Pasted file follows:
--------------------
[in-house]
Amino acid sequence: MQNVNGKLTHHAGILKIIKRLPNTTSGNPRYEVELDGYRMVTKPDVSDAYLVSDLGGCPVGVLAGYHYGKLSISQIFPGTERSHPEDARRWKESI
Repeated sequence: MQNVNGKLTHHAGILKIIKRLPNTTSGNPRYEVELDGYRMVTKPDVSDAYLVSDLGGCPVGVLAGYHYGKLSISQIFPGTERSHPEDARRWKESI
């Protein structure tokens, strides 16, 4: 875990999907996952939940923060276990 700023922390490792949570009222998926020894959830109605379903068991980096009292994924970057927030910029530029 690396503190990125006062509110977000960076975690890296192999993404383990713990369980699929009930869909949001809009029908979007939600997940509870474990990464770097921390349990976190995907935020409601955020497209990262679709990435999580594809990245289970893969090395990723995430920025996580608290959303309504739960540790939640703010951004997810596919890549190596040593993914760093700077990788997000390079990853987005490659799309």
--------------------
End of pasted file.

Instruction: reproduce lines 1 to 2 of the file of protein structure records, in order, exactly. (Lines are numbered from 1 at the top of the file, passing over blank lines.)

[in-house]
Amino acid sequence: MQNVNGKLTHHAGILKIIKRLPNTTSGNPRYEVELDGYRMVTKPDVSDAYLVSDLGGCPVGVLAGYHYGKLSISQIFPGTERSHPEDARRWKESI